Reading is a key gastronomic destination. Surrounded by some of the best restaurants the country has to offer - such as Blumenthals The Fat Duck at Bray and Alan Murchisons Shinfield-based LOrtolan as well as Paul Clerehughs acclaimed London Street Brasserie and Jamie Olivers new restaurant right in the heart of town - from June 3-6, it celebrates its inaugural Eat Reading festival. With food sampling, entertainment and cooking demonstrations from local eateries alongside celebrity chef James Martin and compere Lesley Waters, The Oracles Riverside - along with the rest of the town - will come alive with all sorts of food-related shenanigans.
Though the town has changed drastically from the days when it was renowned for the three Bs - beer, biscuits and bulbs - there is at least one of these that refuses to take a back seat. And thats beer. Reading hosts the CAMRA Beer and Cider Festival which takes place in April/May and attracts more than 15,000 visitors, as well as the popular Real Ale and Jazz Festival which falls on July 15-17.
The link with music is apt since Reading is a town with a buzzing music scene. The birthplace of chart-toppers The Hoosiers and successful music producer Stuart Price, local bands a-plenty enliven the towns vibrant nightlife, jostling for gigs at live venues like The Oakford Social Club and Plug n Play Studios while venues such as Rivermead Leisure Centre, The Hexagon and Sub 89 host famous acts from far and wide.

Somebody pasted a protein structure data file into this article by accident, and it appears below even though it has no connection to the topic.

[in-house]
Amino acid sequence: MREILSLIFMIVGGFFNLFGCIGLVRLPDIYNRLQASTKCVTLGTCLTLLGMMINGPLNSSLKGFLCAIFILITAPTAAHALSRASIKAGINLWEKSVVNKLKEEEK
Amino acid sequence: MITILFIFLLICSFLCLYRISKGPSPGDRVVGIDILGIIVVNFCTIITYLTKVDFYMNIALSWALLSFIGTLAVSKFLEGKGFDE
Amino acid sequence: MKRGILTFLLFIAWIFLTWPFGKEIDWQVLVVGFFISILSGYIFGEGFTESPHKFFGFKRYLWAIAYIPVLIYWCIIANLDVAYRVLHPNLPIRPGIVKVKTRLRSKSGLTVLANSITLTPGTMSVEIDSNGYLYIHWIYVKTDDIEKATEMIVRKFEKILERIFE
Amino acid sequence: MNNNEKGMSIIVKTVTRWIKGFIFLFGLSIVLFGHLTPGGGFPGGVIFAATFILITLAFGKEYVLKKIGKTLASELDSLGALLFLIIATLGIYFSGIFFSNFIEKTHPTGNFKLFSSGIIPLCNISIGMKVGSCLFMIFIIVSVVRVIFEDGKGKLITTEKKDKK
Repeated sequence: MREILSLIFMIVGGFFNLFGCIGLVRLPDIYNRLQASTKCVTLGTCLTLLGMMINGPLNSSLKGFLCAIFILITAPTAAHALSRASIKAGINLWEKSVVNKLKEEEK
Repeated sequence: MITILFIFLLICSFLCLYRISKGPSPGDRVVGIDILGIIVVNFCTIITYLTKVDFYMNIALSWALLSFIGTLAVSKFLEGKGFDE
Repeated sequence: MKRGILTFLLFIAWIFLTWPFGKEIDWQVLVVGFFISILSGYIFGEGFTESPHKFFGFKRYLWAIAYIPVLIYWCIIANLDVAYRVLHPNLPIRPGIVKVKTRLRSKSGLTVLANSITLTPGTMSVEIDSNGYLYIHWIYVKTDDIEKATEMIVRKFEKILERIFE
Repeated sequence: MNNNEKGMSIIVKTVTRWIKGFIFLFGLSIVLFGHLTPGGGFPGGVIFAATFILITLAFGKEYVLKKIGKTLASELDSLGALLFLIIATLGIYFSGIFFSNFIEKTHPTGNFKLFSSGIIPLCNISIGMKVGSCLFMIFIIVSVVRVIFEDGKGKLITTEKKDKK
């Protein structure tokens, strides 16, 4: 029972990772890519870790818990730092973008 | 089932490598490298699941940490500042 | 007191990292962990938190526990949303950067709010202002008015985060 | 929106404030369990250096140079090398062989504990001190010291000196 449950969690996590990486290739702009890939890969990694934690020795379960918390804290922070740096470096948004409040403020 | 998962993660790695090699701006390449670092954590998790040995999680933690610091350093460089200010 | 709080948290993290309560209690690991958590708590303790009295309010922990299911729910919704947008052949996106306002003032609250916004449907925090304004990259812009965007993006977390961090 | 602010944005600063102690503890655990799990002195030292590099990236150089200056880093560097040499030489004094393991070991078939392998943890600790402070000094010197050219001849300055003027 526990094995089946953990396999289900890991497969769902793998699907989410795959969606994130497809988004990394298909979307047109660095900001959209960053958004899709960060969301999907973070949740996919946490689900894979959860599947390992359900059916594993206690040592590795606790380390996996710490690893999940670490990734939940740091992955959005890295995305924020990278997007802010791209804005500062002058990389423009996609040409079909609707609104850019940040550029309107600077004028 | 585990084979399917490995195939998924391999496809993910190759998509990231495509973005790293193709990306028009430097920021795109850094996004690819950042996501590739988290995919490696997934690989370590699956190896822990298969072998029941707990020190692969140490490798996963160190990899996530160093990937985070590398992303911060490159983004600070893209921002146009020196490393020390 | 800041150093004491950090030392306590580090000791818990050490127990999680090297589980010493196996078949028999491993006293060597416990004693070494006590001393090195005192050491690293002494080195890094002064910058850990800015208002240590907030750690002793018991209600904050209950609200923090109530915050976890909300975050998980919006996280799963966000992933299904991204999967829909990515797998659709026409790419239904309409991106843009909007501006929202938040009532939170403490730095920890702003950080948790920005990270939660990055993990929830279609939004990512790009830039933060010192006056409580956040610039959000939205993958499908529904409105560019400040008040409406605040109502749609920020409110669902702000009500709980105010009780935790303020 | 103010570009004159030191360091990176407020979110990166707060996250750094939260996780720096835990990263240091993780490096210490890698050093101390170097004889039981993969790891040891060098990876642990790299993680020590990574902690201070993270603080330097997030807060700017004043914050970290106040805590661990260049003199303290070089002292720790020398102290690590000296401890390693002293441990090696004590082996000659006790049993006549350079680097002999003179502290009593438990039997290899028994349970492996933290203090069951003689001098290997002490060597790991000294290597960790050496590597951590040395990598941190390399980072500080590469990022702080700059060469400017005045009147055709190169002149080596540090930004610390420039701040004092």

Double Dot Bash! is a one-day mini music festival that takes place on July 17 and showcases an eclectic ensemble of bands, while the Outside Inside Festival takes place on selected dates in July and August and promises great contemporary sounds. Then, of course, theres the long-established, world-famous Reading Festival which takes place over the August bank holiday weekend and brings giants from the rock and pop arena to the town.